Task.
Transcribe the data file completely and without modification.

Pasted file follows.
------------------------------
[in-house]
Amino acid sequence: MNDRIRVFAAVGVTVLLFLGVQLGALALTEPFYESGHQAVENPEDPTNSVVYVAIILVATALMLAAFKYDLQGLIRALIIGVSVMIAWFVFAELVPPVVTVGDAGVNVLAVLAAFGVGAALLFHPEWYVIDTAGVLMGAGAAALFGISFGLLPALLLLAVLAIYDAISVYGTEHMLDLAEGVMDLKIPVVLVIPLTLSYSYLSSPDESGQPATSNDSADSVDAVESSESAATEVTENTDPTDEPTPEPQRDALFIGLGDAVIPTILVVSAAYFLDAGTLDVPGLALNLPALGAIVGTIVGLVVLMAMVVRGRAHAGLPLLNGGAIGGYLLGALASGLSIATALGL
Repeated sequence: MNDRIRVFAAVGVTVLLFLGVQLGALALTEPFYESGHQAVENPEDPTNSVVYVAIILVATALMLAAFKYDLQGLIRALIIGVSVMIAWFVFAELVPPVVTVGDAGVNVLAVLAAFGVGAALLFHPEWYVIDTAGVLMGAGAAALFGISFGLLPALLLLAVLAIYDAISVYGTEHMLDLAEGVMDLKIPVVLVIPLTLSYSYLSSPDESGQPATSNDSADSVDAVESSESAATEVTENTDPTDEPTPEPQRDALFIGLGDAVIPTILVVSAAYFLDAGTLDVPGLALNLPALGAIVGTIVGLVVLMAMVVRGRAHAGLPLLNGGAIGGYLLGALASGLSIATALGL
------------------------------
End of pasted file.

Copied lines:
[in-house]
Amino acid sequence: MNDRIRVFAAVGVTVLLFLGVQLGALALTEPFYESGHQAVENPEDPTNSVVYVAIILVATALMLAAFKYDLQGLIRALIIGVSVMIAWFVFAELVPPVVTVGDAGVNVLAVLAAFGVGAALLFHPEWYVIDTAGVLMGAGAAALFGISFGLLPALLLLAVLAIYDAISVYGTEHMLDLAEGVMDLKIPVVLVIPLTLSYSYLSSPDESGQPATSNDSADSVDAVESSESAATEVTENTDPTDEPTPEPQRDALFIGLGDAVIPTILVVSAAYFLDAGTLDVPGLALNLPALGAIVGTIVGLVVLMAMVVRGRAHAGLPLLNGGAIGGYLLGALASGLSIATALGL
Repeated sequence: MNDRIRVFAAVGVTVLLFLGVQLGALALTEPFYESGHQAVENPEDPTNSVVYVAIILVATALMLAAFKYDLQGLIRALIIGVSVMIAWFVFAELVPPVVTVGDAGVNVLAVLAAFGVGAALLFHPEWYVIDTAGVLMGAGAAALFGISFGLLPALLLLAVLAIYDAISVYGTEHMLDLAEGVMDLKIPVVLVIPLTLSYSYLSSPDESGQPATSNDSADSVDAVESSESAATEVTENTDPTDEPTPEPQRDALFIGLGDAVIPTILVVSAAYFLDAGTLDVPGLALNLPALGAIVGTIVGLVVLMAMVVRGRAHAGLPLLNGGAIGGYLLGALASGLSIATALGL